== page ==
A Muslim fraternity that started at the University of Texas is inspiring students across the nation to start similar groups. “Alif Laam Meem” was formed at the University of Texas Dallas by student Ali Mahmoud in the fall of 2012. What started as a conversation and a joke between Mahmoud and his best friend, soon turned into a fraternity like no other.
“Alif Laam Meem” is the first of its kind in the United States. Translated Alpha Lambda Mu, the Muslim fraternity is seeking to bring a devout Islamic experience to the college student. Their first rush involved 40 different student, with 24 members remaining in the brotherhood today.
Although fraternities are often associated with the idea of partying and crazy antics as a way to get through college, the Muslim fraternity wants to stand for something different. Mahmoud, a junior biology and sociology major, wants to develop future Muslim leaders in American universities. So rather than throwing crazy, outrageous parties, the fraternity meets for morning prayers, retreats, leadership councils, and discussions on life as an Islamic college student.
As the Texas charter chapter seeks to formalize its place on the college scene, fall 2013 showed interest growing at both Cornell University and the University of San Diego. Other schools, including Penn State, San Diego State and the University of Florida, have begun to talk about the idea of a Muslim fraternity as well.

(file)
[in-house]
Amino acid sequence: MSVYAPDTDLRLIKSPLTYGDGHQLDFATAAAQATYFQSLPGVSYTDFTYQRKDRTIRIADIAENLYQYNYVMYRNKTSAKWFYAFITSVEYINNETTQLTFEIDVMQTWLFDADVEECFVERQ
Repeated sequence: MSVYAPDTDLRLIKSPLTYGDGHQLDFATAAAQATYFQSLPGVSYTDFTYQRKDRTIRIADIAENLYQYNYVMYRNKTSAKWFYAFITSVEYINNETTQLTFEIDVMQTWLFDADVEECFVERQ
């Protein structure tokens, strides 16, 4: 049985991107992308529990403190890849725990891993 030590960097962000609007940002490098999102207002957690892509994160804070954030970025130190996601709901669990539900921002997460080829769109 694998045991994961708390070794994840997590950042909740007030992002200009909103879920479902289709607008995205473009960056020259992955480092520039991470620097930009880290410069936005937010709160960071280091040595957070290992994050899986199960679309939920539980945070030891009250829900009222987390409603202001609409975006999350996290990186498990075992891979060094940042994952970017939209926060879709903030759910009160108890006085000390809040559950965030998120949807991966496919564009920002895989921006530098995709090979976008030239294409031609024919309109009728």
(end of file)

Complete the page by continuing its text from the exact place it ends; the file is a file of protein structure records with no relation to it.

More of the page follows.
Many schools already have an islamic presence on their campus, known as the Muslim Student Association. The goal of this organization is about awareness and the opportunity to support muslim students on the university campus. Mahmoud still believes MSA serves its intended purpose, but his heart was to create a brotherhood where an exclusive group of muslim men could provide accountability in a safe environment for the struggles they would encounter.
Many of the students that are a part of Alif Laam Meem share diverse backgrounds, but a common story. Their religion unites them in a place where differences abound. Like any normal kids their age, they poke fun at themselves and have a good time. But the idea of a Muslim fraternity certainly carries more cultural weight than the average group of guys hanging out for a good time.
Completely aware of the potential for ridicule and skepticism from outsiders, the fraternity has an open YouTube page where they hope to expose others to what they are like. They are normal American who also happen to be Muslims.